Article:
The BMW 7 Series is no longer the only vehicle in BMW's lineup to carry a 7. It's now shared with the X7 three-row SUV, but the sedan has long been the automaker's bread and butter flagship, and a mid-cycle update brings a number of major improvements to ensure the sedan remains the top of the pops.
The 2020 BMW 7 Series isn't a brand new generation, but rather a hefty refresh of the automaker's sixth-gen flagship. BMW updated the look to more closely resemble the X7, which is to say it now has a grille the size of a small moon. A set of thinner headlights flanks those big ol' kidneys, and a redesigned front bumper relies more on vertical lines than it used to. Out back, there's a set of integrated tailpipes in the bumper and some updated taillights that, again, bring the look a little closer to the X7.
The interior is less radical. It's largely the same as before, with a large infotainment screen rising from a dashboard that relies heavily on horizontal lines and layers. BMW's photos show off some impressive stitchwork in the seats front and rear. Dakota leather is standard, but for a bit more scratch you can get fancier with Nappa or Merino leather.
As always, an available executive rear seat package removes the bench seat in the second row and replaces it with a pair of cushy thrones separated by a large center console. The rear-seat package also includes a BMW Touch Command tablet for manipulating the rear-seat entertainment, which includes two 10-inch displays and its own Blu-Ray player.
The glass surrounding the occupants is 0.2 inches thicker than before, to make the interior even quieter, but only V8 and V12 models get thicker glass on the sides and rear standard. Wireless phone charging is standard, and it lives just forward of the cup holders.
The full bevy of standard tech only begins with wireless charging. The 2020 7 Series' standard equipment also includes air suspension, soft-close doors, a panoramic glass roof, a Wi-Fi hotspot, Apple CarPlay, ambient lighting and gesture control. On the safety front, standard equipment includes blind spot monitoring, forward collision warning, autobrake, parking sensors and a surround-view camera.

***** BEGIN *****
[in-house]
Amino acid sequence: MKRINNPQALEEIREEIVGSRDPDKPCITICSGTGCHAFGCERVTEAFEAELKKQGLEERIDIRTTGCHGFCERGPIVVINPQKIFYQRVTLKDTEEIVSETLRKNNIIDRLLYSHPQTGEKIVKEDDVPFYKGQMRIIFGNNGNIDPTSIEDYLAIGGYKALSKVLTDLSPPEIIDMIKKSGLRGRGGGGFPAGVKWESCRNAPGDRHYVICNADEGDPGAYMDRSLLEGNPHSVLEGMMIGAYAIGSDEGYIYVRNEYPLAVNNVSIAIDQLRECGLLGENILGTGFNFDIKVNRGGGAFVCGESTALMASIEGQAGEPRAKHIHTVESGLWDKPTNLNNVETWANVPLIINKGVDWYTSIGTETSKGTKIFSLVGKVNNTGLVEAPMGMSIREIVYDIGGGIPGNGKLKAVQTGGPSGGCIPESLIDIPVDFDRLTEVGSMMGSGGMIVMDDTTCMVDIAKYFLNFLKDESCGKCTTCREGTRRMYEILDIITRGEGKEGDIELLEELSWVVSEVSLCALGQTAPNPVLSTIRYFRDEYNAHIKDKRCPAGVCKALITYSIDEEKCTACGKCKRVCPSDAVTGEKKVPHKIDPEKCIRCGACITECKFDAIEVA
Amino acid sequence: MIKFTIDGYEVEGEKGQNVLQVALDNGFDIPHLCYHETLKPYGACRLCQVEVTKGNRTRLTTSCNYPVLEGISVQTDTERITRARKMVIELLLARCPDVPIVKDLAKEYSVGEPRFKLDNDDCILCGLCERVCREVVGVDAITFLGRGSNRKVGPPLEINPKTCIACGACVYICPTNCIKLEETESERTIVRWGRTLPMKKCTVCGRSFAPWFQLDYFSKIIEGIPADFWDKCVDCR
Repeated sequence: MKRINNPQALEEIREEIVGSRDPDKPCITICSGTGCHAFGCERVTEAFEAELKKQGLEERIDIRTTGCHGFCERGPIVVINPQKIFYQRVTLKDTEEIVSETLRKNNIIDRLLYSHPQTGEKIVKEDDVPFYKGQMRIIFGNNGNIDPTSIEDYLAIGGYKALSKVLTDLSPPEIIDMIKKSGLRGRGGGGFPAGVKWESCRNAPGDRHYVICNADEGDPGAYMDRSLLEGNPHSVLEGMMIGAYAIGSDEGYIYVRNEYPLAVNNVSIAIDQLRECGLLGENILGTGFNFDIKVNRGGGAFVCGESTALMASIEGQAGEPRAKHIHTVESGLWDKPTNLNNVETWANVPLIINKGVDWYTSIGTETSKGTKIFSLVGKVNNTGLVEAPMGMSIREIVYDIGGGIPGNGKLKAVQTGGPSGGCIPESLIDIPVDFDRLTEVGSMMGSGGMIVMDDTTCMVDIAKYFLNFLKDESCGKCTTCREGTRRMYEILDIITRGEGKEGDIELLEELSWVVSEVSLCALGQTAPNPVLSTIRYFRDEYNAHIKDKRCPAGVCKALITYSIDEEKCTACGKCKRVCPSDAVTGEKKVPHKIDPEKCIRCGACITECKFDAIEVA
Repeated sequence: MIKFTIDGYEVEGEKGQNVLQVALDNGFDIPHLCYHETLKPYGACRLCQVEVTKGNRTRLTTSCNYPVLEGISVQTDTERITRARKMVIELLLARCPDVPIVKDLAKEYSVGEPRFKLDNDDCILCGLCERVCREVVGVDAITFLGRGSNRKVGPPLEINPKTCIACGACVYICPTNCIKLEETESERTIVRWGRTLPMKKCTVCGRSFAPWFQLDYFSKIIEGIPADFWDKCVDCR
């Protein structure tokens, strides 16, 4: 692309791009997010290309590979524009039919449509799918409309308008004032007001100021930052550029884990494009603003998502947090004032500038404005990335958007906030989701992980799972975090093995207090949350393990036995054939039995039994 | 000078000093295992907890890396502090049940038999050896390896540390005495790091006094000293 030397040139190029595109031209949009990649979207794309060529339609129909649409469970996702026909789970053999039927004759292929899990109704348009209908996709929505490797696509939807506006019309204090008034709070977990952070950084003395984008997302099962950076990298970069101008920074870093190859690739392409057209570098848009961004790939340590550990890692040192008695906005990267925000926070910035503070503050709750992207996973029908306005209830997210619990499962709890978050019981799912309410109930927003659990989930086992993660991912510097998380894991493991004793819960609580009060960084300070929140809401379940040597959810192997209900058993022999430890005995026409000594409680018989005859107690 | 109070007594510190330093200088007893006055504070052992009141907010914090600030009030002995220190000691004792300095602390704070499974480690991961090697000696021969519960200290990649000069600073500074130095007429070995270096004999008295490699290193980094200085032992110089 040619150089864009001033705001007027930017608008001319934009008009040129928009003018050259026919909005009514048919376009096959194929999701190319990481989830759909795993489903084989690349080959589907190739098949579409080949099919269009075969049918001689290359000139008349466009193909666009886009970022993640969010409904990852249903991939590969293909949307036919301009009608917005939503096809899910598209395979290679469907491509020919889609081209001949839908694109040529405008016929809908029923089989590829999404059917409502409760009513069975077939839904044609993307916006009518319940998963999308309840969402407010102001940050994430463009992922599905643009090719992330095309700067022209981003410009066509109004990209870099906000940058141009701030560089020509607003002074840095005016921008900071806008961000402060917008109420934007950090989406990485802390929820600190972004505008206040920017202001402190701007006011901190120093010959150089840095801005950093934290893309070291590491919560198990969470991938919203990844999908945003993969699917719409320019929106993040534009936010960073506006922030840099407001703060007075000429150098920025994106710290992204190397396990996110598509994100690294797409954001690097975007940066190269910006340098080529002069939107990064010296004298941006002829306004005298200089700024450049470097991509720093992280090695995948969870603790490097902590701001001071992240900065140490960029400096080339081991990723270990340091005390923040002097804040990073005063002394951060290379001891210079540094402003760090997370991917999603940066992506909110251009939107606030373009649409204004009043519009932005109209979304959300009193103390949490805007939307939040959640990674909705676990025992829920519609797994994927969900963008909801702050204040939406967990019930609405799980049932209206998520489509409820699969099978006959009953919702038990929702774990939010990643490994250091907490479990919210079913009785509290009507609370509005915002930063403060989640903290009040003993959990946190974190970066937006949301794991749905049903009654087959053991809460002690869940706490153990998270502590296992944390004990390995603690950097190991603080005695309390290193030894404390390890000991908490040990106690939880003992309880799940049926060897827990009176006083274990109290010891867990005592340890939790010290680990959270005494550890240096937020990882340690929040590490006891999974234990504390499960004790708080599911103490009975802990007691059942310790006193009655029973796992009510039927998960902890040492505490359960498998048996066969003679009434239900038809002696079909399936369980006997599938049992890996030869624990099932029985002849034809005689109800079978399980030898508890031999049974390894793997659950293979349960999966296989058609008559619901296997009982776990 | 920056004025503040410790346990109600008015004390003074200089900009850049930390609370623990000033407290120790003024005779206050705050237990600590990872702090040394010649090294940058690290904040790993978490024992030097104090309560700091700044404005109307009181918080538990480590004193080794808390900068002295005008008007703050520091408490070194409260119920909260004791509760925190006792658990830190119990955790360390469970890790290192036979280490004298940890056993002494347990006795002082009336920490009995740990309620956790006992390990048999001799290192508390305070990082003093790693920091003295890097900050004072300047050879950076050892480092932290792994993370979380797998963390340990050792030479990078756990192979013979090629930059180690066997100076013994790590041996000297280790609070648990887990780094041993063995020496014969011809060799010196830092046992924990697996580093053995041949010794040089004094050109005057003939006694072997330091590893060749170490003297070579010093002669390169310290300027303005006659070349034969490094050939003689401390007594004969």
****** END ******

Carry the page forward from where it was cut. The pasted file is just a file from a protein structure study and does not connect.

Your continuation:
The 7 Series also has a new trick up its sleeve -- Back-Up Assistant. This system is capable of "remembering" a driver's input when parking in a particularly tricky spot. It'll go through the motions in reverse order, helping remove itself from the parking space by controlling the steering while the driver mans the brake and gas pedals.
In terms of powertrains, buyers have a number of options. The 740i wields a 3.0-liter I6 good for 335 horsepower and 330 pound-feet of torque, good for a 0-to-60 sprint of 5.3 seconds. If that's not enough, the 750i upgrades to a 523-hp, 553-lb-ft V8, dropping the 0-to-60 time to 3.9 seconds. At the top of the range is the M760i, which has a 600-hp, 627-lb-ft V12 that accelerates even quicker. All-wheel drive is standard on the V8 and V12, but optional on the I6. An eight-speed automatic transmission is standard across the lineup.
If you'd rather go green, there's also a plug-in hybrid model available. The 745e connects a straight-six engine to a beefy little electric motor, offering a net 389 hp and 442 lb-ft. Its 12-kWh battery is larger than before, but BMW won't give out range figures until closer to its on-sale date.
The 2020 BMW 7 Series goes on sale in the spring, and pricing will be announced closer to that time.
Update, 4:44 p.m. Eastern: Amended text that said V6 instead of the correct I6.
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